15:  aload_0
   16:  arraylength
   17:  invokevirtual   #7; //Method java/lang/StringBuffer.append:(I)Ljava/lang/StringBuffer;
   20:  aload_0
   21:  arraylength
   22:  iconst_1
   23:  if_icmpne       31
   26:  ldc     #8; //String  argument
   28:  goto    33
   31:  ldc     #9; //String  arguments
   33:  invokevirtual   #6; //Method java/lang/StringBuffer.append:(Ljava/lang/String;)Ljava/lang/StringBuffer;
   36:  invokevirtual   #10; //Method java/lang/StringBuffer.toString:()Ljava/lang/String;
   39:  invokevirtual   #11; //Method java/io/PrintStream.println:(Ljava/lang/String;)V
   42:  iconst_0
   43:  istore_1
   44:  iload_1
   45:  aload_0
   46:  arraylength
   47:  if_icmpge       63
   50:  iload_1
   51:  aload_0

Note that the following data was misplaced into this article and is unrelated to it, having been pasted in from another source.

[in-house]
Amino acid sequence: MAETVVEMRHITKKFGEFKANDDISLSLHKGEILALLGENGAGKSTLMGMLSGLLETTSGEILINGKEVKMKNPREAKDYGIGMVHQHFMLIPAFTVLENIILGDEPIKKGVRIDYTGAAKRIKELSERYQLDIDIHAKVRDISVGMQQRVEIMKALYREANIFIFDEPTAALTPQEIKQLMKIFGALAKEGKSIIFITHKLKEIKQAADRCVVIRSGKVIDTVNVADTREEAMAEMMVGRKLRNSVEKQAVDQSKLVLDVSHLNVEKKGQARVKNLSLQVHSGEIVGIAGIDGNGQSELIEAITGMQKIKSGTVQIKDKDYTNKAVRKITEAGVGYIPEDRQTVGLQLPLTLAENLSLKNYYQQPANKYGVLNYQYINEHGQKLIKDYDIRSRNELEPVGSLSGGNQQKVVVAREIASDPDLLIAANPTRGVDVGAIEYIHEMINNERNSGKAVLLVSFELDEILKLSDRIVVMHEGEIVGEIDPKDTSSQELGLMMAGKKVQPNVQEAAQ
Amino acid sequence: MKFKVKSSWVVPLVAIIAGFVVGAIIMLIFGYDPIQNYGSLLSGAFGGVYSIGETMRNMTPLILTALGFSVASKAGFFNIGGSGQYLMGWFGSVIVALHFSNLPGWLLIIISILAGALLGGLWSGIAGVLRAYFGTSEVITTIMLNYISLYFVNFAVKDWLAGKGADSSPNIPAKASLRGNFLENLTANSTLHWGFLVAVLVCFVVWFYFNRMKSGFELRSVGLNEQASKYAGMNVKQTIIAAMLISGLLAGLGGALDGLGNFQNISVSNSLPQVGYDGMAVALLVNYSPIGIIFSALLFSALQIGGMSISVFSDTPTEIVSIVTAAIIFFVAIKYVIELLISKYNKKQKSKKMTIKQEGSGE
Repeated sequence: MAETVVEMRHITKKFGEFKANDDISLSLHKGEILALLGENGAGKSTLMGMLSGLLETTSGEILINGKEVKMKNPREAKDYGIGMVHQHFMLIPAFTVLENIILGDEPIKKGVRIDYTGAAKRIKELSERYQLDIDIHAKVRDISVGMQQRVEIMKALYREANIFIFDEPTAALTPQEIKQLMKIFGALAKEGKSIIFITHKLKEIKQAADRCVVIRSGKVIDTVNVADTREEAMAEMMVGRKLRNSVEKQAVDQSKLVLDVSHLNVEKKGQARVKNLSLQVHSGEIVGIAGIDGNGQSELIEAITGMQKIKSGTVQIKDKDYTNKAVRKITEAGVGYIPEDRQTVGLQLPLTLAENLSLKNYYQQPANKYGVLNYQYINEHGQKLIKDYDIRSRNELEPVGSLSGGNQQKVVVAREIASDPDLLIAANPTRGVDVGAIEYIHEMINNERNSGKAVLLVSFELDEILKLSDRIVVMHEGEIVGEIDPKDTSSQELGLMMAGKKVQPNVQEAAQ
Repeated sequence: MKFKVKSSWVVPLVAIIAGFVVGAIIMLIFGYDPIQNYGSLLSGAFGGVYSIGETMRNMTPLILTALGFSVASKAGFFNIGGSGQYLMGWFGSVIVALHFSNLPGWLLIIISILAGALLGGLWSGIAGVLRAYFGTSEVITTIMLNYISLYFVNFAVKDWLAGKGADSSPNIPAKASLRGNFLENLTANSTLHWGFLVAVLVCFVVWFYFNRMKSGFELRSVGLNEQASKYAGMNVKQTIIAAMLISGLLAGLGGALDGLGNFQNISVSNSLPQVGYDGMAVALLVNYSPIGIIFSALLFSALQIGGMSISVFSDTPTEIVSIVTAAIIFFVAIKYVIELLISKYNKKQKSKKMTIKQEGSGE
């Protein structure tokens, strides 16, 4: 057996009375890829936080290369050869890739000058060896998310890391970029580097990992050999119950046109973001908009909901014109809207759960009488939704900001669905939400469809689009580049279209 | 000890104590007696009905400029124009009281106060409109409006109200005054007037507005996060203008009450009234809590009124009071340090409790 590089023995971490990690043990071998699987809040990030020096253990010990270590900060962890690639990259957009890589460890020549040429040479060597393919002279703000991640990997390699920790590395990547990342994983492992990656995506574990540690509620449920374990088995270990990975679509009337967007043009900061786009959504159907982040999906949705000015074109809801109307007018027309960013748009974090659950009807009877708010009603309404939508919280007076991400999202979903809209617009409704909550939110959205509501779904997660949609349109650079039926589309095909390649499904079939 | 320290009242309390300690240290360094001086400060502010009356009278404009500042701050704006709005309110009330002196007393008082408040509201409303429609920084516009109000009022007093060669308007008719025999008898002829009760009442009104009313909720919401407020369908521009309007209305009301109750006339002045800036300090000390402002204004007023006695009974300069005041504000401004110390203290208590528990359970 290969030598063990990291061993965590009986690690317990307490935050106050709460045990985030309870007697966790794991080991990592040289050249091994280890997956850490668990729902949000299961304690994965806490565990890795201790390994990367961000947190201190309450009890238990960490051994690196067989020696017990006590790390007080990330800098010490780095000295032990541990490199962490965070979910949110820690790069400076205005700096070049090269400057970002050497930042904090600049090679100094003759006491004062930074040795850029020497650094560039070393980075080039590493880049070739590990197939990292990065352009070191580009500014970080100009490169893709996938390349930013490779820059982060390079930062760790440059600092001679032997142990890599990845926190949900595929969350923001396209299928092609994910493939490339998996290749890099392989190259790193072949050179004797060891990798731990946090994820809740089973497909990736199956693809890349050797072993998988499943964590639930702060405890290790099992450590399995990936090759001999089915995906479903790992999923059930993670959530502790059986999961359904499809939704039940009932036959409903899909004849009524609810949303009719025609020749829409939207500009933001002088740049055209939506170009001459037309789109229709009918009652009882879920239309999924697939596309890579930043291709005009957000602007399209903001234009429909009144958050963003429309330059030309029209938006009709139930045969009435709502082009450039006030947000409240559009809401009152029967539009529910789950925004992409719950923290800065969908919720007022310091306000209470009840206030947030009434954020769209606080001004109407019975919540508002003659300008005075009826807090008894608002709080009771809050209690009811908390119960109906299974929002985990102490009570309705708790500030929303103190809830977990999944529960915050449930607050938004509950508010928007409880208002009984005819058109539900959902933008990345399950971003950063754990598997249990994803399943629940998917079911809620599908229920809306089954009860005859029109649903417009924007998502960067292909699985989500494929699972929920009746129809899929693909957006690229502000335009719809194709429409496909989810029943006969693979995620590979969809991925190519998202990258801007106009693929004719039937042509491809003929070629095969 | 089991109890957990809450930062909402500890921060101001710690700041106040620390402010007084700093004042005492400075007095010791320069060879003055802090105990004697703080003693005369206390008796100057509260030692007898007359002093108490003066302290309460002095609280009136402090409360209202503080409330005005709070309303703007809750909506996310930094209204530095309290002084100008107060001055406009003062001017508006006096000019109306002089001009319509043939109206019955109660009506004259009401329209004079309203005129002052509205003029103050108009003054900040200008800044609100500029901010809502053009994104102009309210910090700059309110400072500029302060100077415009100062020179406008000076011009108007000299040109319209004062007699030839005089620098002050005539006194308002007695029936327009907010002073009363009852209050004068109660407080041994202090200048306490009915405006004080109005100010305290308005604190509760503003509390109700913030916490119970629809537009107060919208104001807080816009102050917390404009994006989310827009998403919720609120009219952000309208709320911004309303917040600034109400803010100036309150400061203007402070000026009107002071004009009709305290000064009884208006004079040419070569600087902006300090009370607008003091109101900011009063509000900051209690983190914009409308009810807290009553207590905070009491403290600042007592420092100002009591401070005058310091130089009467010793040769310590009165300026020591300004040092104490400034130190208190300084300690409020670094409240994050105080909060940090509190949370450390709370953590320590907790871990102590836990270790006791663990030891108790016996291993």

52:  iload_1
   53:  aaload
   54:  invokestatic    #12; //Method printArg:(ILjava/lang/String;)V
   57:  iinc    1, 1
   60:  goto    44
   63:  return

static void printArg(int,java.lang.String);
   0:   getstatic       #2; //Field java/lang/System.out:Ljava/io/PrintStream;
   3:   new     #3; //class StringBuffer
   6:   dup
   7:   invokespecial   #4; //Method java/lang/StringBuffer."<init>":()V
   10:  iload_0
   11:  iconst_2
   12:  imul
   13:  iconst_2
   14:  iadd
   15:  iconst_2
   16:  idiv
   17:  iconst_1
   18:  isub
   19:  invokevirtual   #7; //Method java/lang/StringBuffer.append:(I)Ljava/lang/StringBuffer;
   22:  ldc     #13; //String : 
   24:  invokevirtual   #6; //Method java/lang/StringBuffer.append:(Ljava/lang/String;)Ljava/lang/StringBuffer;
   27:  aload_1
   28:  invokevirtual   #6; //Method java/lang/StringBuffer.append:(Ljava/lang/String;)Ljava/lang/StringBuffer;
   31:  invokevirtual   #10; //Method java/lang/StringBuffer.toString:()Ljava/lang/String;
   34:  invokevirtual   #11; //Method java/io/PrintStream.println:(Ljava/lang/String;)V
   37:  return